EAST LIVERPOOL - Despite the chilly, rainy conditions Saturday afternoon, a group of students from the East Liverpool campus of Kent State University presented a special event honoring local military families in Thompson Park.
The students of Dr. Lydia Rose and her Introduction to Sociology class at KSU-East Liverpool planned the free community event, called "Moving Youth 2 Youth," to coincide with the weekend of Global Youth Service Day, April 20-22 this year. It also served as the class' final course project and an end-of-the-semester celebration before preparing for final exams next week, according to Dr. Rose.
The opening ceremony included a welcome to attendees from the students, before turning the event over to members of the Tri-State Burial Group. The group led attendees in the Pledge of Allegiance before firing off a 21-gun salute to their fallen comrades. East Liverpool Mayor James Swoger said a few words, thanking the KSU students for organizing the picnic and saying how thankful we should always be for the sacrifices made by our veterans and their families.
Army veteran John Henry Martin, a member of the Tri-State Burial Group, and his wife Bernita, enjoyed the picnic. (Photo by Richard Sberna)
Rose asked her students to think of a cause that interests them and then devise a program to address the issue with members of the community. She says the causes included bullying, childhood obesity and what became the central issue of the event, honoring military families.
Rose said that the event was entirely planned and organized by the students, including the choice cause that they wished to bring attention to, selecting and securing the venue for the event, and getting the word out to the public. The students also arranged the fundraising through a silent auction held March 31 to pay for the food that was served free of charge throughout the day, as well as soliciting donations for raffle prizes.
"We wanted something that would bring the community together and involve kids," said Pam Anthony, one of Rose's students who worked signing people in at the event. Her group collaborated with first-graders from LaCroft Elementary School to make patriotic picture frames, which were distributed free to attendees.
"They made this happen out of nothing," Rose said. "They did a lot of work this year in raising awareness of their social issue, as well as gaining support for today's picnic."
Events such as this help to put the skills her students learn into real-world practice, according to Rose. "It's one thing to learn the theory, to understand the data, to recognize it as a social issue, but what can you contribute?" she said. "This is their opportunity to take what they've learned in the class and apply it."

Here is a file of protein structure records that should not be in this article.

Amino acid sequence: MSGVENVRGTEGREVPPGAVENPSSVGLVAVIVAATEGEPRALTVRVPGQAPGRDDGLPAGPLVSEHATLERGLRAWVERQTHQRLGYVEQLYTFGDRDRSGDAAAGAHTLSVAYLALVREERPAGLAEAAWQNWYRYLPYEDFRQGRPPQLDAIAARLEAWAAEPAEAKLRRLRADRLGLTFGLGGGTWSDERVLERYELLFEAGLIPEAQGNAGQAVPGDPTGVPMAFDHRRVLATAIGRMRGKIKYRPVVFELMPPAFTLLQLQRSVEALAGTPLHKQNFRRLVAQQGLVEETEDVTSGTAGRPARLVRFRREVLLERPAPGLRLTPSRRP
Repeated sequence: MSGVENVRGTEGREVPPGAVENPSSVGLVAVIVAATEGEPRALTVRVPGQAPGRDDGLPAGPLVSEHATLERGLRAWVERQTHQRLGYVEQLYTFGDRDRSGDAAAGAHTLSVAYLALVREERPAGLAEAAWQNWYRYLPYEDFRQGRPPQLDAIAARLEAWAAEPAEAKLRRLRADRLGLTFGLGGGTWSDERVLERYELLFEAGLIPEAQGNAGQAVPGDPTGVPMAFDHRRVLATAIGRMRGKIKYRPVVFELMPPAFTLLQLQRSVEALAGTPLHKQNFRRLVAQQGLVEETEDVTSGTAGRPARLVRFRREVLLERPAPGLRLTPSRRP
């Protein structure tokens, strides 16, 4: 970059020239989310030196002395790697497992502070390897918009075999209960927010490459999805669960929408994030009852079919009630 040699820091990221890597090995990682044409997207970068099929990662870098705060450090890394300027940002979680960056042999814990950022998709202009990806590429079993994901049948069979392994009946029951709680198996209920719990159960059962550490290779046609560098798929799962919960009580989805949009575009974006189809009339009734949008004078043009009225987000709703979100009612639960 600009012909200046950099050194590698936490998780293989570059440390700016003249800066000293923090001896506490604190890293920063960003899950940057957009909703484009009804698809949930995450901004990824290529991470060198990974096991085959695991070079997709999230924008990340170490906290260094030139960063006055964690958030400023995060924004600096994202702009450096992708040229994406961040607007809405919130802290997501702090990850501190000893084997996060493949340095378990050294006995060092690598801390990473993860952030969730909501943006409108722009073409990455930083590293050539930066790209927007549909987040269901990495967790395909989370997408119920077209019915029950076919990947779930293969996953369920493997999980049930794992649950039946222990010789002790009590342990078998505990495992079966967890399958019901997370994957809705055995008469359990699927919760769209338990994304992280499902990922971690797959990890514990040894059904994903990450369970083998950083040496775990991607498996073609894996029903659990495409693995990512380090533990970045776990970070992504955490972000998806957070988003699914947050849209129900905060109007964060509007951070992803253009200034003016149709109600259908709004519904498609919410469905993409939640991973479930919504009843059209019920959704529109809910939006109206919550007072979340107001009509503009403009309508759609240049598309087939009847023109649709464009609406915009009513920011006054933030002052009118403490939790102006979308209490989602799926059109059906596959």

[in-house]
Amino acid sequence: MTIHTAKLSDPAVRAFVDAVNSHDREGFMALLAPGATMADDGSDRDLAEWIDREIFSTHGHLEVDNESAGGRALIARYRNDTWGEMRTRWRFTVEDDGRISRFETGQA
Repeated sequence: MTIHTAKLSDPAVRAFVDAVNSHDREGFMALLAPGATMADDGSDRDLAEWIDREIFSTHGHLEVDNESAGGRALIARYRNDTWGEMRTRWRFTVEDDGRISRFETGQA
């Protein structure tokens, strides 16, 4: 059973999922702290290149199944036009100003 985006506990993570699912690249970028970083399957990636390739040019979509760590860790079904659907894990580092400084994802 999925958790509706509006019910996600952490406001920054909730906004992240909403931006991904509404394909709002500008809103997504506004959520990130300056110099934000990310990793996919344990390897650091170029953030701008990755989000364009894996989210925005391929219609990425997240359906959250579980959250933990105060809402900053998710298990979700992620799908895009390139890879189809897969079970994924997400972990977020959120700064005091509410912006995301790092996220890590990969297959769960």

Enjoying the picnic was U.S. Army veteran John Henry Martin, a member of the Tri-State Burial Group, and his wife Bernita, from Wellsville. "I don't think you can thank the veterans enough for their sacrifices, and I think it's wonderful that the young people are honoring them now so that they'll grow up with this mindset of honoring veterans," she said. A Vietnam-era veteran who was stationed at Fort Eustis during the Cuban Missile Crisis, Martin is a retiree of Crucible Steel and a member of American Legion Post 70 in Wellsville.
Dr. Rose said this is the third such event that was planned by her sociology class. The first was held last year for Global Youth Service Day, also in Thompson Park, with childhood obesity as its issue. "They looked at the data, saw what the rates are, what the future projections are, and saw that this is a major social issue our nation is taking on," she said.
The second, this past fall, was in a similar vein. Called C.H.O.W. (Community Health Options and Wellness), youth health and fitness was the central theme. Students went to local schools and spoke about the importance of good nutrition, exercise and making good life choices, culminating in a health rally at Westgate Middle School in December. Rose hopes for a second-annual C.H.O.W. rally this December.
Rose said her students frequently enter into the class project with trepidation, but find that they learn a lot and a gain a sense of fulfillment along the way. "Whether they know it or not at the time, I think in the future, they will know that they are empowered to make change in their community," she said.